an underground tribute
»April 4th, 2011 by andi


Our humble town of Fort Collins lost one of the best things to its name this weekend – The Gallery Underground. Why? Because of its success. Yes, the success of the gallery eventually lead to its demise.

The Gallery Underground’s initiator, Darren Mahuron, along with its non-conformist artists and free booze, made it the place to be every Fort Collins First Friday night, well, at least for those who appreciated something besides oil cow skulls and aspen trees. “Renegade talent,” we (I showed there for 1 ½ years) called ourselves. Those who held the space the 1 ½ years before me were the true renegades though. They were doing something that had never really been successfully accomplished in Fort Collins – co-oping one large space that would house alternative art – most of it too salacious for your average coffee show goer. Thus, they created and gathered and marketed collectively, all for the sake of unearthing unconventional cries that otherwise conservative Fort Collins had repressed.

I was lucky enough to ride the best wave – the one where all the previous artists had done their job at getting people there. By the time I was showing, alternative art lovers/party goers just showed up, and not a soul said saying anything about safety, codes, etc. We couldn’t be bothered by things like that. But, as the fun went viral, the gallery became less subtle, less elusive, less underground. A few months ago (2 months after I left), The Gallery Underground was busted by a Fire Marshal. The whole free-for-all atmosphere changed, leaving the gallery to limp for a few months before ultimately closing.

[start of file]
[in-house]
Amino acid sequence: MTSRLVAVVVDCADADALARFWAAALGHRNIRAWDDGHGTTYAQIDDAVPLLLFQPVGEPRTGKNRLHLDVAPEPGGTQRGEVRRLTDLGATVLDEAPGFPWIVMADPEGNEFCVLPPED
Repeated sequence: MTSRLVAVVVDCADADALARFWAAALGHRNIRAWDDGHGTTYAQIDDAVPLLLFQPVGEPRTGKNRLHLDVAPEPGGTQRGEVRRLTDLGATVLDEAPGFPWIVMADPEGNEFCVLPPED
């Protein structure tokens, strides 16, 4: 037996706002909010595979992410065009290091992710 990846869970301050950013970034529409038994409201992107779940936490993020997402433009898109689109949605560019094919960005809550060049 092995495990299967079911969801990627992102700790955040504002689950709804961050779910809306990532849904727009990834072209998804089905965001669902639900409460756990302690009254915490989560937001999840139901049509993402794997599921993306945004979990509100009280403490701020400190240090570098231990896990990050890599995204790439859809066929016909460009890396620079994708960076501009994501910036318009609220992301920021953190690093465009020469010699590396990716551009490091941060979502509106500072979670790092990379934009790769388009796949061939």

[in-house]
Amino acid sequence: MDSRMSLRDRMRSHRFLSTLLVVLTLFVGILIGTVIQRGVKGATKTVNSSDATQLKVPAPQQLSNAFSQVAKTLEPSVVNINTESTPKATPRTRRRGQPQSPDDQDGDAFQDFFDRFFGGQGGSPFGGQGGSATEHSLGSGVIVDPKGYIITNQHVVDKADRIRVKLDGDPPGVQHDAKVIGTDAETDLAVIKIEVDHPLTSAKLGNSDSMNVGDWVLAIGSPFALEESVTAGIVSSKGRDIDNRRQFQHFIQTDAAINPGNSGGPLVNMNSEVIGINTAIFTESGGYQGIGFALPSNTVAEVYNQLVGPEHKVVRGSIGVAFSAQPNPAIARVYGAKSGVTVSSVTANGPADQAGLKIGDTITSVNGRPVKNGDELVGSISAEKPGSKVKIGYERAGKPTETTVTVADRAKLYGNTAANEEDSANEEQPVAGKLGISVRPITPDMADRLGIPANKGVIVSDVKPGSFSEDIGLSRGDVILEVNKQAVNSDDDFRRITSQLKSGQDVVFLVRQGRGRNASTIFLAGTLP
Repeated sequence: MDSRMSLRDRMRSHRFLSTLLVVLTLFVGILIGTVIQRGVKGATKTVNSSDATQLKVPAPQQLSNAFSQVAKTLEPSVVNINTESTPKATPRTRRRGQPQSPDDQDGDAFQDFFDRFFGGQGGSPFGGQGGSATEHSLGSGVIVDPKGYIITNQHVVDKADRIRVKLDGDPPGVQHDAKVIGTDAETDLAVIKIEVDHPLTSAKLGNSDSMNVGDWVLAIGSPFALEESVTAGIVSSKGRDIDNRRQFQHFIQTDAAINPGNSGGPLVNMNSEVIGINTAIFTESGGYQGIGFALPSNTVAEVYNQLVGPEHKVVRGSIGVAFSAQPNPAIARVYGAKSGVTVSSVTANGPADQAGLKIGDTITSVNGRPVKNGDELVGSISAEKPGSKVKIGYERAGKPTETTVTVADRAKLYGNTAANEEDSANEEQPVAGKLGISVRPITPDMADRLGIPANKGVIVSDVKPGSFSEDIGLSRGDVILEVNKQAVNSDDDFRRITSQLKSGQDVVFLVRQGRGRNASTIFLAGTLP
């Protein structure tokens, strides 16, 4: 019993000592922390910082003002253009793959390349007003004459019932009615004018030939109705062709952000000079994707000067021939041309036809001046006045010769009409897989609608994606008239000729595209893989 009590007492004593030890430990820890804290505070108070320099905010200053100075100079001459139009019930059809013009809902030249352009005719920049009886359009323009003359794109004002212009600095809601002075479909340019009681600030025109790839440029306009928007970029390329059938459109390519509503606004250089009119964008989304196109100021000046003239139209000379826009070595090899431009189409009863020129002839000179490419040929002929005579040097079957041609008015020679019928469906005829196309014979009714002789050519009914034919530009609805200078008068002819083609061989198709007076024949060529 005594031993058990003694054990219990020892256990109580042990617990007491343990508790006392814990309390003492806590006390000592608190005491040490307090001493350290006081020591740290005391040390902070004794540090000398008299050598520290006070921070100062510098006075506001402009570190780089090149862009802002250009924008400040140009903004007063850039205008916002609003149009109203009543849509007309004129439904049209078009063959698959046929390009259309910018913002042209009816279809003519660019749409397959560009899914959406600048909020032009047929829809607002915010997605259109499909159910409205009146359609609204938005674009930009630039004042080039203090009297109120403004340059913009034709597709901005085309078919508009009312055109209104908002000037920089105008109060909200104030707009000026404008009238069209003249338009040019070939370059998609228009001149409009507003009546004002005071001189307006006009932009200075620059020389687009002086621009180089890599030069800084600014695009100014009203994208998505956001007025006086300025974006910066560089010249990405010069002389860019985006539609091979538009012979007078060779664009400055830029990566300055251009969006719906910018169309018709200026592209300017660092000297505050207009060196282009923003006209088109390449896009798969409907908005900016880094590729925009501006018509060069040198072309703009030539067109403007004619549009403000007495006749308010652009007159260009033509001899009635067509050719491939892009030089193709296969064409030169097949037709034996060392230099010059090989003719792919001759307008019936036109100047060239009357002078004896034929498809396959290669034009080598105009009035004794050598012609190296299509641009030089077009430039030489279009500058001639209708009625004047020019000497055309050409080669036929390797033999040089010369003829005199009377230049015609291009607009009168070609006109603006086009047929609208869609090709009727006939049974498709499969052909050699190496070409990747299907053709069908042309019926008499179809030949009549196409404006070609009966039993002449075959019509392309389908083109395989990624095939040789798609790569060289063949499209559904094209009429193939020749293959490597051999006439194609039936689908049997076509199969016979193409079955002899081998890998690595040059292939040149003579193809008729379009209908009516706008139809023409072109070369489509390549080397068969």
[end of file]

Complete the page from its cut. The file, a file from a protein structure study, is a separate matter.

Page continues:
Why the long story about a gallery most people have never visited? It’s overall insight as to what makes something underground. France is really my best example of both literal and metaphorical underground. They have an entire city, nearly the size the above ground France, below ground. Grottos, mines, forts – all of the things you wanted to live in when you were a kid – exist below the beautiful cities and country sides of France. The metaphorical part? The cavernous depths of France are also hosts to parties, big parties, raves, to be exact. How many? Not sure. If I did, I’m not so sure it would be underground.

The Gallery Underground was sort of like this. The location was underneath the ground and the artists where alternative. Double entendre points there. But, the fact of the matter is, it outgrew its clandestine roots because of its popularity. My final thoughts are then, does fame, acceptance, approbation negate nonconformity? Or, is there room in rebelliousness to find subculture, credence and coolness? If the latter, here are some things for mavericks and mavens.

a. Brutal Knitting | alien pig knit mask
b. Terrence Payne | Goat Party print
c. Pollocks | dark paper doll
d. Kouichi Okamoto | Liquid Lamp
e. Tickety Boo | bad pencils
f. McPhee | glow-in-the-dark latex cow skull

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